Applies to AQtime 8.71, last modified on December 5, 2018

Along with other profilers, AQtime offers you the Failure Emulator profiler that allows emulating various conditions that may cause failures in your application. This profiler is really helpful when you need to check whether your application has code that prevents it from unexpected failures.

Sections of this topic provide an overview of the Failure Emulator profiler.

Testing Applications Under Unexpected Conditions

The Failure Emulator profiler emulates erroneous calls to Windows API and memory management functions made from your application code allowing you to check whether your application handles these errors properly, that is, whether your application has code that prevents failures. For example, you can check whether the application that has the .txt file as an input parameter behaves correctly (shows an informative message or something else) when you try to open a file you do not have permissions to open. If the code contains needed lines, the application will not fail. Otherwise, the conditions for the application failure are met and you may see how your application behaves in an unexpected situation.

This approach is very useful when you need to test your application with unsupported and unexpected values. AQtime offers you various types of failures that can be emulated using the tool. For example, you can emulate the situation when a COM server is absent and then try to connect to this server from your application. The main advantage of this profiler is that you do not have to do anything with the server. AQtime will make your application “think” that the server is absent.

The desired failure types are specified for the application before you start profiling. For this purpose, AQtime provides you with the Add New Failure Emulation wizard that assists you in specifying failures to be emulated and parameters for these failures:

Add New Failure Emulation Wizard

Available Failure Types

AQtime lets you emulate the following types of application failures:

  1. Failures related to the COM technology. This type allows emulating different failures related to COM servers. For example, you can emulate a situation when the application tries to interact with an unregistered or absent COM server.

  2. Failures related to files and folders access. This type allows emulating application failures related to accessing different files, folders or disks of your computer. For example, you can use failures of this type to emulate the situation when your application tries to connect to a damaged or nonexistent file or when it tries to write information to a read-only file or a full disk.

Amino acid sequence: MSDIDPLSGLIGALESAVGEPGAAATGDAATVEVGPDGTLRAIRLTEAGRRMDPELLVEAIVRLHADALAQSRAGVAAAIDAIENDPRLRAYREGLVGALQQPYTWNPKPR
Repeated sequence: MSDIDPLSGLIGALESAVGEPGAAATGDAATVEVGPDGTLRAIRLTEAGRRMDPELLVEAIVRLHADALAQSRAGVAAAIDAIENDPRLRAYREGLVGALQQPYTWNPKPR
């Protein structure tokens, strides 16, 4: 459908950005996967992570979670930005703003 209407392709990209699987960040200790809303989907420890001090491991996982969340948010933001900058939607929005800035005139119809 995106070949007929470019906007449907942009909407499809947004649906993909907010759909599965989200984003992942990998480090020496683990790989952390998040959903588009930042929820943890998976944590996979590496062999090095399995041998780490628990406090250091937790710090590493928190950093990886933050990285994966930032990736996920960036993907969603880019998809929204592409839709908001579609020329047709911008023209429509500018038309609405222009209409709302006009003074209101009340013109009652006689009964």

3. Failures related to memory allocations. This type allows emulating application failures related to the shortage of memory available for the application run. For example, you can use such failures to emulate the situation when there is no enough heap or virtual memory for the application.

    Note: The profiler emulates failures related to memory allocation only when profiling unmanaged (native-code) applications. Emulation of memory failures when profiling managed (.NET) applications is not supported.
  4. Failures related to registry mistakes. This type allows emulating application failures related to working with registry keys and values. For example, you can emulate the situation when your application tries to access an absent key or value or when the application tries to write data to a read-only key for which you have no access permission.

For detailed information on available failure emulation types and their parameters, see Failure Emulation Reference. For information on how to add a failure to the list of emulated failures, see Failure Emulator Profiler - Setting Up Emulated Failures.

How to Profile With Failure Emulator

The general procedure of using the Failure Emulator profiler includes the following steps:

  1. Choose code to be included in the call stack. The Failure Emulator profiler collects call stack information on functions that fail under emulated conditions. To control which modules are to be included in the stack, on the Collect Stack Information pane, add the desired modules to stack areas. For more information, see Specifying Modules to Be Included Into the Call Stack.

  2. Set up emulated failures. To set up failures to be emulated during the profiling, use the Add New Failure Emulation wizard. You can call the wizard either from the Profiler Options dialog right before the profiler run or from the Failure Emulator Options dialog at design time. For step-by-step instructions on choosing the failure to be emulated, see Failure Emulator Profiler - Setting Up Emulated Failures.

  3. Profile the application. After all the preparations are made, you can start profiling the application, perform the actions that may cause the emulated failures and then close the application. After that, AQtime will generate results that let you analyze the application behavior under the emulated conditions.

Profiling Results

The main result of using the Failure Emulator profiler is the behavior of the application under emulated failure conditions. In other words, it is a “reply” of your application to these conditions. For example, it can be informative or warning messages or some other events preventing your application from failing.

Every time the profiler emulates a failure, AQtime generates the Failure Emulated event and posts it to the Event View panel. So, you can track emulated failures using this panel.

After the profiling is over, you can also check results in the Report and Details panels. These panels contain information about the profiling process and provide you with brief information on emulated failures. For more information, see Failure Emulator Profiler Results.

See Also

Failure Emulator Profiler
Profilers Reference
Add New Failure Emulation Wizard

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